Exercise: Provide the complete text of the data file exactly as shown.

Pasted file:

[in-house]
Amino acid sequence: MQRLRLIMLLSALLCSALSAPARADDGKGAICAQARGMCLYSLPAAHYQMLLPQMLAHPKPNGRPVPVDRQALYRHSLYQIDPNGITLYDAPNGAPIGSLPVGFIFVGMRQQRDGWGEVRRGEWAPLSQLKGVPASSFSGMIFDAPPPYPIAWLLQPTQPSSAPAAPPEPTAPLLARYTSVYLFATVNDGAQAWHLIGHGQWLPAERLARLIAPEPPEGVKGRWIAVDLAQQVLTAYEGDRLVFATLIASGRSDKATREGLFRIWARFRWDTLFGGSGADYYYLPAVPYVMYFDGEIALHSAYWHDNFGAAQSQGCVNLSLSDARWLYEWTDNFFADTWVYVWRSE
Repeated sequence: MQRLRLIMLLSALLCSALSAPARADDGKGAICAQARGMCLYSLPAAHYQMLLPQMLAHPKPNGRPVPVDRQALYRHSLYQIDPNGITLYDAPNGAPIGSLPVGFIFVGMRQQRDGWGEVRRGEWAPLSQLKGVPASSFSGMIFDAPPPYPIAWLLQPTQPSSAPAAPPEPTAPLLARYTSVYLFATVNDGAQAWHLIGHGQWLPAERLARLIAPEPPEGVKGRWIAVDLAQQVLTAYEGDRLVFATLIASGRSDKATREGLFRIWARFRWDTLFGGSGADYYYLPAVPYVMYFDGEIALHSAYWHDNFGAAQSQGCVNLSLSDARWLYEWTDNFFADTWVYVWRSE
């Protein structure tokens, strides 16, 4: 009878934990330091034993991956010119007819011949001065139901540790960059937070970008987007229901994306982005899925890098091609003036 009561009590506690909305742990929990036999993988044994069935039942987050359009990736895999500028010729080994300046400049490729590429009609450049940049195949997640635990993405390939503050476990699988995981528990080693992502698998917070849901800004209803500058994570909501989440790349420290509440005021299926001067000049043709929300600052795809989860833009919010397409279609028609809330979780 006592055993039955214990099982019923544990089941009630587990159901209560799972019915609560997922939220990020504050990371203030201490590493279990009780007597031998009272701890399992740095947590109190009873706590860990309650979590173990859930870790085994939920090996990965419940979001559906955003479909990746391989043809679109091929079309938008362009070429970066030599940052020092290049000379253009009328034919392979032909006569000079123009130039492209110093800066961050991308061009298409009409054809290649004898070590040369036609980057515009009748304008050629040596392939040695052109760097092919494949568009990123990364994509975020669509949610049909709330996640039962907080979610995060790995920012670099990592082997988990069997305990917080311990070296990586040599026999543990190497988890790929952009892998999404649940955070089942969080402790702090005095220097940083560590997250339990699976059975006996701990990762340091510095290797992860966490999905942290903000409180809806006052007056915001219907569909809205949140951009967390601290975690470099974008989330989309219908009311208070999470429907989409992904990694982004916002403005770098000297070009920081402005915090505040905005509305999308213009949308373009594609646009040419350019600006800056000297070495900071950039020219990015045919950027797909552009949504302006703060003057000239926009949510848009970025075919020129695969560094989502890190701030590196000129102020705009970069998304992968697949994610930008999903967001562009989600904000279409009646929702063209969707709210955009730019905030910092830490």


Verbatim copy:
[in-house]
Amino acid sequence: MQRLRLIMLLSALLCSALSAPARADDGKGAICAQARGMCLYSLPAAHYQMLLPQMLAHPKPNGRPVPVDRQALYRHSLYQIDPNGITLYDAPNGAPIGSLPVGFIFVGMRQQRDGWGEVRRGEWAPLSQLKGVPASSFSGMIFDAPPPYPIAWLLQPTQPSSAPAAPPEPTAPLLARYTSVYLFATVNDGAQAWHLIGHGQWLPAERLARLIAPEPPEGVKGRWIAVDLAQQVLTAYEGDRLVFATLIASGRSDKATREGLFRIWARFRWDTLFGGSGADYYYLPAVPYVMYFDGEIALHSAYWHDNFGAAQSQGCVNLSLSDARWLYEWTDNFFADTWVYVWRSE
Repeated sequence: MQRLRLIMLLSALLCSALSAPARADDGKGAICAQARGMCLYSLPAAHYQMLLPQMLAHPKPNGRPVPVDRQALYRHSLYQIDPNGITLYDAPNGAPIGSLPVGFIFVGMRQQRDGWGEVRRGEWAPLSQLKGVPASSFSGMIFDAPPPYPIAWLLQPTQPSSAPAAPPEPTAPLLARYTSVYLFATVNDGAQAWHLIGHGQWLPAERLARLIAPEPPEGVKGRWIAVDLAQQVLTAYEGDRLVFATLIASGRSDKATREGLFRIWARFRWDTLFGGSGADYYYLPAVPYVMYFDGEIALHSAYWHDNFGAAQSQGCVNLSLSDARWLYEWTDNFFADTWVYVWRSE
């Protein structure tokens, strides 16, 4: 009878934990330091034993991956010119007819011949001065139901540790960059937070970008987007229901994306982005899925890098091609003036 009561009590506690909305742990929990036999993988044994069935039942987050359009990736895999500028010729080994300046400049490729590429009609450049940049195949997640635990993405390939503050476990699988995981528990080693992502698998917070849901800004209803500058994570909501989440790349420290509440005021299926001067000049043709929300600052795809989860833009919010397409279609028609809330979780 006592055993039955214990099982019923544990089941009630587990159901209560799972019915609560997922939220990020504050990371203030201490590493279990009780007597031998009272701890399992740095947590109190009873706590860990309650979590173990859930870790085994939920090996990965419940979001559906955003479909990746391989043809679109091929079309938008362009070429970066030599940052020092290049000379253009009328034919392979032909006569000079123009130039492209110093800066961050991308061009298409009409054809290649004898070590040369036609980057515009009748304008050629040596392939040695052109760097092919494949568009990123990364994509975020669509949610049909709330996640039962907080979610995060790995920012670099990592082997988990069997305990917080311990070296990586040599026999543990190497988890790929952009892998999404649940955070089942969080402790702090005095220097940083560590997250339990699976059975006996701990990762340091510095290797992860966490999905942290903000409180809806006052007056915001219907569909809205949140951009967390601290975690470099974008989330989309219908009311208070999470429907989409992904990694982004916002403005770098000297070009920081402005915090505040905005509305999308213009949308373009594609646009040419350019600006800056000297070495900071950039020219990015045919950027797909552009949504302006703060003057000239926009949510848009970025075919020129695969560094989502890190701030590196000129102020705009970069998304992968697949994610930008999903967001562009989600904000279409009646929702063209969707709210955009730019905030910092830490």